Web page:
“The performance of Chinese government bonds in 2021 will likely be a balancing act. Healthy offshore demand will likely be tempered by strong growth and the potential for inflationary risk.”

— Clifford Lau, CFA

Clifford, what do you think will drive debt performance in 2021?

Clifford: The performance of Chinese government bonds in 2021 will likely be a balancing act. We should see continued offshore inflows as local bond markets gain more attention from overseas investors due to a high yield gap (versus other developed markets) on the valuation front and expected index inclusion on the technical front. But this healthy offshore demand will likely be tempered by expected strong Chinese growth and the potential for inflationary risk. This will likely cap rates.

Has your investment case for China equities and debt changed?

Clifford: Not on the government bond side. The Chinese government avoided large-scale monetary easing in 2020 to avoid the massive pent-up risk that inevitably occurs when unwinding becomes necessary.

The Chinese government bond market also does not look overvalued, as economic resilience to the pandemic and supply from special issuance of local government bonds have been nudging the bond market to trade softer in 2020, which should preempt the bond market from a big sell-off in 2021.

“The investment case for Chinese equities is enhanced, because the transition to a domestic-consumption-driven economy has accelerated post COVID-19.”

— Vivian Lin Thurston, CFA

Vivian: The investment case for Chinese equities hasn’t changed; instead, it is enhanced, because the transition to a domestic-consumption-driven economy has accelerated after COVID-19, which should further benefit the sectors in which we like to invest (including consumer, healthcare, and technology) and the companies we favor (leaders in those sectors).

We’re also finding more quality growth ideas in the cyclical industries with structural growth drivers, such as smart infrastructure and green-energy-related industries, in light of the stimulus and government’s increased support to technological advancement and self-independence.

Clifford, where are you finding opportunities?

Clifford: China’s government bond market may surprise on the upside given that valuations do not appear to be overstretched, supply risk could come down, and offshore demand remains strong. With inflationary risk remaining low and food prices likely to normalize further in 2021, there are opportunities in long duration in the cash bond market and curve flattening trades in the derivatives market.

Can the strength of the Chinese yuan renminbi (CNY) continue? Where is the line in the sand?

Clifford: Assuming the U.S.-China relationship normalizes in 2021, growth returns to a medium-term trajectory of 5% to 6%, and offshore investors remain enthusiastic about allocations to Chinese equities and bonds, the CNY could further strengthen.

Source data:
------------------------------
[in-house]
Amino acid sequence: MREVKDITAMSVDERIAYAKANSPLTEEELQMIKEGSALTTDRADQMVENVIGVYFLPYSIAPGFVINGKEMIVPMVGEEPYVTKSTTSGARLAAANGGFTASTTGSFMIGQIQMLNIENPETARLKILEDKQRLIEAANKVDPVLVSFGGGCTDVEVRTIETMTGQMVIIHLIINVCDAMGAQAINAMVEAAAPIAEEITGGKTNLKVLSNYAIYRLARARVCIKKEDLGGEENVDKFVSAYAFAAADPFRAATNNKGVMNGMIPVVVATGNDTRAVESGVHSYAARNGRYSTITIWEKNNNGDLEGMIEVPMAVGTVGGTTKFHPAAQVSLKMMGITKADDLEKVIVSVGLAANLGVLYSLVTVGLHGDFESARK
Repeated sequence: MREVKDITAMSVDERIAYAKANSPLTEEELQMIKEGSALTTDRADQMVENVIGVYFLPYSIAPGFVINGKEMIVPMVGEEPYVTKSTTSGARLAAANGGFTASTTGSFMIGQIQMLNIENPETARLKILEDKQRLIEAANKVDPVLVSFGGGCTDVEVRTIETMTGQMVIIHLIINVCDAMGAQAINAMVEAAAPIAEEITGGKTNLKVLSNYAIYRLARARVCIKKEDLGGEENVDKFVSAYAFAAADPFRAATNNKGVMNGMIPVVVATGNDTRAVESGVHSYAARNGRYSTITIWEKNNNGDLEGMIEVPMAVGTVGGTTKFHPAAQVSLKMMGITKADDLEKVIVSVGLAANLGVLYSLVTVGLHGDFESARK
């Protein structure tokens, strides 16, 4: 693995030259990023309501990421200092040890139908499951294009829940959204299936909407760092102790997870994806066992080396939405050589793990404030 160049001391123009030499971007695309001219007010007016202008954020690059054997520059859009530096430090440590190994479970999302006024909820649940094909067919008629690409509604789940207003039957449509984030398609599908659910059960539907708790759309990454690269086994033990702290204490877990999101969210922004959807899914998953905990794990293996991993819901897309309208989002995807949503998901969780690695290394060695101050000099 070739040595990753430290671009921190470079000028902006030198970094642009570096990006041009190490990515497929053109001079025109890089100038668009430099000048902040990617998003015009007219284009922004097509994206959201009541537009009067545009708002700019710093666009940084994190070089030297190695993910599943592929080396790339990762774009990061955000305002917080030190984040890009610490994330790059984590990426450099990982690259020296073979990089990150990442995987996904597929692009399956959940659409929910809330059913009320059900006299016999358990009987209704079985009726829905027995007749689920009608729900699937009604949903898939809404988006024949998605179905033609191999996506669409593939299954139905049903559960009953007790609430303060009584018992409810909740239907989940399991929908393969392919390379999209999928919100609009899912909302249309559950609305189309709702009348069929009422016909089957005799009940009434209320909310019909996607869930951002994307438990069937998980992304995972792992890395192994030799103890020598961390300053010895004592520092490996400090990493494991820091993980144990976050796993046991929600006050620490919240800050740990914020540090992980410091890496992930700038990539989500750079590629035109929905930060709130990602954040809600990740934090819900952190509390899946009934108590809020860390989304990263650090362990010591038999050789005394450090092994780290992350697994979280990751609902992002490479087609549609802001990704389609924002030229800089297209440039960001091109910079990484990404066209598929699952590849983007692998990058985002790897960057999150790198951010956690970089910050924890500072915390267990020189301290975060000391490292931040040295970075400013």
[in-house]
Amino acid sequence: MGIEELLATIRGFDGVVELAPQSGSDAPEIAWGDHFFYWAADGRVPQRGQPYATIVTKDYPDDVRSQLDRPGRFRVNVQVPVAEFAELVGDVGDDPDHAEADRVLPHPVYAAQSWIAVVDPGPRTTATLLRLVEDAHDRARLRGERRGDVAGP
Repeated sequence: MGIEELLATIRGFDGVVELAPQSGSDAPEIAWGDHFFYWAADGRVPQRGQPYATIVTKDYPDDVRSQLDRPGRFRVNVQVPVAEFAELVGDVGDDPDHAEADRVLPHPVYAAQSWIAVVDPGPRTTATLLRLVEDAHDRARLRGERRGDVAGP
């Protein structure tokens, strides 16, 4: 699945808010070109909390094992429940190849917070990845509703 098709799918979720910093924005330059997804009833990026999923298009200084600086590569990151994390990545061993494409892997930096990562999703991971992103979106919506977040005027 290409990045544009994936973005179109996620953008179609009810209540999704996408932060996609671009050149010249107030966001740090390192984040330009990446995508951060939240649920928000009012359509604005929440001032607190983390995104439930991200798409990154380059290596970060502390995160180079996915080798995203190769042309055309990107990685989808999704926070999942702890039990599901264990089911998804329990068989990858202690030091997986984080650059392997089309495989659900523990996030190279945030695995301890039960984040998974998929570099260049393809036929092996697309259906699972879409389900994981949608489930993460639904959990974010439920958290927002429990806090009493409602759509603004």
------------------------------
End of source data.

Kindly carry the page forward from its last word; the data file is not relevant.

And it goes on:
However, a strong currency does not always represent the best interests of the government and the economy (regarding export competitiveness, for example). Plus, with the risk of current accounts retreating back to borderline surplus and onshore diversification flows building up, the CNY may not have all the ingredients it requires for another strong year of outperformance. I think the best case is a strong resistance level of 6.35 to 6.40.

What impact do you think the new U.S. administration will have on the China investment case?

Clifford: At this point my best guess is no further escalation of what is the historically worst relationship between the two countries. But it will take time for both sides to reset the agenda. We should not expect the United States to immediately become reconciliatory given the bipartisan support to the existing approaches on both economic and political fronts.

“The transition to a new U.S. administration should not alter the investment case for China because China continues to shift to a domestic-consumption-driven economy and reduce its reliance on global trade and foreign technologies.”

— Vivian Lin Thurston, CFA

Vivian: I agree with Clifford that the new U.S. administration does not fundamentally change the U.S. view of China as a strategic competitor. Conversely, the transition to a new U.S. administration should not alter the investment case for China, because China continues to shift to a domestic-consumption-driven economy and reduce its reliance on global trade and foreign technologies.

We should see more Chinese companies get better and bigger at a faster pace than before, exhibiting accelerated growth, improved returns, stronger management, and better ESG attributes.

From my perspective, this remains a key fundamental support for attractive investment opportunities in China. Perhaps on the margin, the new U.S. administration may lead to more structured and predictable policies toward China, which would benefit the investment case for China in the near term.

What’s your guess for how 2021 will play out in Chinese equities and debt?

Clifford: For China’s government bonds, my base-case guess would be a benign inflationary backdrop coupled with tailwind for the CNY supporting strong inflows from offshore investors, which would result in rates rallying.

Vivian: I expect earnings growth of Chinese companies—especially quality growth companies—to remain strong in 2021 if current consensus estimates for Chinese GDP growth take hold.

The biggest unknown is valuation, especially after two consecutive years of strong bull markets. My base-case prediction is that price-to-earnings (PE) ratios of the markets overall should remain steady at current levels in the mid-teens. With that, we could still see solid appreciation in equities.

Emerging Markets Series
Part 1: Emerging Markets Roar Into the 20s
Part 2: 2021: The Strongest Growth in a Generation?
Part 3: Bullish on Emerging Markets Equities